or her  ;D

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Laman broke an oath. The Tree of life was a friendship offering. By destroying it Laman dishonored himself. By not doing anything to punish Laman the Caihernan showed they were without honor. (Remember in those rare occasions a gaishen runs away before his 1 year of servitude is up his family/hold will forcibly return him to serve out his 1 year). Moreover since the tree was a friendship offering by not punishing Laman themselves the Caihernan showed that they were not only implicite in Laman's "sin" but that they repudiated the frienship with the iel. While Laman's personal sin was extinguished with his death the sin of the Cairhernan remains.

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Only thing I've always wondered was, the Aiel at sopme point in TSR say that since wetlanders don't follow Ji'e'toh that they are excused for offenses that would put an aiel in white. I always assumed that Aiel held the Cairhienen to a higher standard, and didn't really lump them in with the rest of the wetlanders. Still the way they blame everyone who is cairhienen, even the lowliest farmer seems unfair. Aiel, I think should at least try and realize that their are maybe 15 or maybe 50 people max who, were involved in the cutting of Laman's tree and that virtually no one can stop a king doing what he wants, or persuade him not to.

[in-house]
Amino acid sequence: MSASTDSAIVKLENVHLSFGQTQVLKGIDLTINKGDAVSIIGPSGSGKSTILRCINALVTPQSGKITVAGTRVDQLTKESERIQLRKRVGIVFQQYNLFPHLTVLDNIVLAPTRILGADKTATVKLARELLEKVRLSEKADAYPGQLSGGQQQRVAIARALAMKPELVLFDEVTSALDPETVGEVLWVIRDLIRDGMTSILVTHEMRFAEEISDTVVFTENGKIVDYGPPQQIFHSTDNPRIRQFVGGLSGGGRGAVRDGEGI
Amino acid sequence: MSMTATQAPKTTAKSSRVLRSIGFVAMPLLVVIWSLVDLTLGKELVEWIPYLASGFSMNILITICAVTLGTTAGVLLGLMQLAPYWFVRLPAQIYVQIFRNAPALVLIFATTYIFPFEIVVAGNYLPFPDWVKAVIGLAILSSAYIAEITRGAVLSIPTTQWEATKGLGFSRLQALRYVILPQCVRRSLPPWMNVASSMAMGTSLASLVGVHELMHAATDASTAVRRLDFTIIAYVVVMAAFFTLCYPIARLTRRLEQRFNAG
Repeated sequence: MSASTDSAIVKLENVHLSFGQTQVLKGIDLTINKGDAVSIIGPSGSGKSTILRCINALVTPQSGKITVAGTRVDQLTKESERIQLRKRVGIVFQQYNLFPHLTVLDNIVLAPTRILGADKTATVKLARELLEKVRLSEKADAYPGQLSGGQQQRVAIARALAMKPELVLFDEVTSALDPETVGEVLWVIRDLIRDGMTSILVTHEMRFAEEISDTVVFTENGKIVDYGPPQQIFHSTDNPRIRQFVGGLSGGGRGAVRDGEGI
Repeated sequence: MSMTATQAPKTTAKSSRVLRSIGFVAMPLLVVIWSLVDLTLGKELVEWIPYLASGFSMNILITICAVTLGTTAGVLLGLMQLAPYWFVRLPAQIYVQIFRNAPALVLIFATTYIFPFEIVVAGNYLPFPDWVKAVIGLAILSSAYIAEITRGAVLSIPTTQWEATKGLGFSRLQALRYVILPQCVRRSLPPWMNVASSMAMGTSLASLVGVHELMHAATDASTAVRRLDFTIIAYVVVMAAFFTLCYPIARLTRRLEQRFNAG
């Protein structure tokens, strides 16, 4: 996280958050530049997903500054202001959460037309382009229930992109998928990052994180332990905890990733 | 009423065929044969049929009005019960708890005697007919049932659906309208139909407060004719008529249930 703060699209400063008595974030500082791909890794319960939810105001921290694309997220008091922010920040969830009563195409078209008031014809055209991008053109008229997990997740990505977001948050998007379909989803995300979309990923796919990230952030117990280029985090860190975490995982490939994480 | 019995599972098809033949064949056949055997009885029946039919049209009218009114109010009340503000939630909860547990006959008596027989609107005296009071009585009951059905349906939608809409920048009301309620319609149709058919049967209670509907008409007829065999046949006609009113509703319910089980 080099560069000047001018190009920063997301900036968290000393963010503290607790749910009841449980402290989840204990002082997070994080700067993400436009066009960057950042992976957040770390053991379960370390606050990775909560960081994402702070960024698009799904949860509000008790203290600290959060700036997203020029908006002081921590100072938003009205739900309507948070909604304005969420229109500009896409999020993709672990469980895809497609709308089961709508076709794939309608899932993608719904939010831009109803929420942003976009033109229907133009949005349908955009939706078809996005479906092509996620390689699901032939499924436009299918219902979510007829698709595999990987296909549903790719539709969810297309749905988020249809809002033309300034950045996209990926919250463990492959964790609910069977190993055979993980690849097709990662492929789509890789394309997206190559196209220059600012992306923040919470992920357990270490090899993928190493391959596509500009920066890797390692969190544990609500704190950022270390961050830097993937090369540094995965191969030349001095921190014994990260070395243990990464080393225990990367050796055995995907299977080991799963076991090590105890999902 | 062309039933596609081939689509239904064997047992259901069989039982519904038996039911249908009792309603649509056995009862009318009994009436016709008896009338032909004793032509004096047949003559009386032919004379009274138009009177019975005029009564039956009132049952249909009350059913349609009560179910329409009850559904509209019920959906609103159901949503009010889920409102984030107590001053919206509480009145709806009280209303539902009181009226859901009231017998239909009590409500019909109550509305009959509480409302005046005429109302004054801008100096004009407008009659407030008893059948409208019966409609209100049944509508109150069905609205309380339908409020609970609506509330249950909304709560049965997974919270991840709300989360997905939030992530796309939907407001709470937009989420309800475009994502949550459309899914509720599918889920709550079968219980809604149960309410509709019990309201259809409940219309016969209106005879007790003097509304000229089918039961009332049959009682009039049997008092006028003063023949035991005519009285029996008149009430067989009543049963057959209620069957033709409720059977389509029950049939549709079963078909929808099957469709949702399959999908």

Idk i guess it would just suck to be a Cairhienen peasant and be mocked by the Aiel cause your dumb king cut down a tree, and you didn't stop him.

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Thats kind of the same point that i'm making Chel- we're definately on the same page here.....this would be a much better discussion verbally, because it takes too darn long to type it all out, to the short version is that the Aiel definately have very small, yet significant, inconsistencies w/ their code of honor and obligation....

 

for example, if the Aiel are considering the rest of the Cairhien just as guilty for not killing him, then why did they only kill and punish Laman. You would think that all the clans would have crossed the wall to whipe them off the map.

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Just because the Cairhienin didn't follow ji'e'toh, doesn't mean that the Aiel's ji'e'toh requires them to do nothing when their covenant gets spit on.  The Cairhienin knew that Avendoraldera was the token of the agreement that let them cross the Waste and trade.  If the Cairhienin had acted with honor (as the Aiel think of it), they would have taken Laman themselves, and given him to the Aiel.  But his people followed Laman into battle ... the Oath was with the people of Cairhien, and since they defended the main Oathbreaker, they became Oathbreakers themselves.  Not to the extent that the Aiel felt they needed to hunt down every person from Cairhien, but enough that they despise them.

 

Does it seem unfair?  To us, certainly.  But within its own context, it makes sense.  Aiel don't view their leadership in the same way that Randlanders do.  A lowly farmer wouldn't dream of even speaking to the King of Cairhien, no matter what he did.  Any Aiel would call his/her chief honorless if their chief had broken oath like Laman did.